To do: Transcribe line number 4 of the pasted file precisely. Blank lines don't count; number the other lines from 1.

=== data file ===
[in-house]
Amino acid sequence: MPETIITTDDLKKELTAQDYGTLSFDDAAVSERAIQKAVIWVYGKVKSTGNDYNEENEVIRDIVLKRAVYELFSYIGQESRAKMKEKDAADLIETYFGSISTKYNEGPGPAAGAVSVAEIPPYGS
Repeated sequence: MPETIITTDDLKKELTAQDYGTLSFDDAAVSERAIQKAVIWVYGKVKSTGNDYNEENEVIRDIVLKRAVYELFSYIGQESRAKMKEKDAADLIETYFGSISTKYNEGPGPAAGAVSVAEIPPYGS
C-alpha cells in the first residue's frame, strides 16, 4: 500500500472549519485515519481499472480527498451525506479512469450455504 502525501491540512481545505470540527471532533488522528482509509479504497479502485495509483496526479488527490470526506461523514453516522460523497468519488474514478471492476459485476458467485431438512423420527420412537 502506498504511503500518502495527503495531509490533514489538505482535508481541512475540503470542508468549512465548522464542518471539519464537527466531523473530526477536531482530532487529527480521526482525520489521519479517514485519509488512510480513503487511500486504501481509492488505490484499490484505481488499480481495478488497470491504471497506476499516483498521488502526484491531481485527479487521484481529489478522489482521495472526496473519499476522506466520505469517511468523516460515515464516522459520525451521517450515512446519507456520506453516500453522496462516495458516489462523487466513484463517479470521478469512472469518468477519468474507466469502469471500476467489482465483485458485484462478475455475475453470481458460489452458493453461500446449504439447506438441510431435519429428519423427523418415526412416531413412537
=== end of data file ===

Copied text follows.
C-alpha cells in the first residue's frame, strides 16, 4: 500500500472549519485515519481499472480527498451525506479512469450455504 502525501491540512481545505470540527471532533488522528482509509479504497479502485495509483496526479488527490470526506461523514453516522460523497468519488474514478471492476459485476458467485431438512423420527420412537 502506498504511503500518502495527503495531509490533514489538505482535508481541512475540503470542508468549512465548522464542518471539519464537527466531523473530526477536531482530532487529527480521526482525520489521519479517514485519509488512510480513503487511500486504501481509492488505490484499490484505481488499480481495478488497470491504471497506476499516483498521488502526484491531481485527479487521484481529489478522489482521495472526496473519499476522506466520505469517511468523516460515515464516522459520525451521517450515512446519507456520506453516500453522496462516495458516489462523487466513484463517479470521478469512472469518468477519468474507466469502469471500476467489482465483485458485484462478475455475475453470481458460489452458493453461500446449504439447506438441510431435519429428519423427523418415526412416531413412537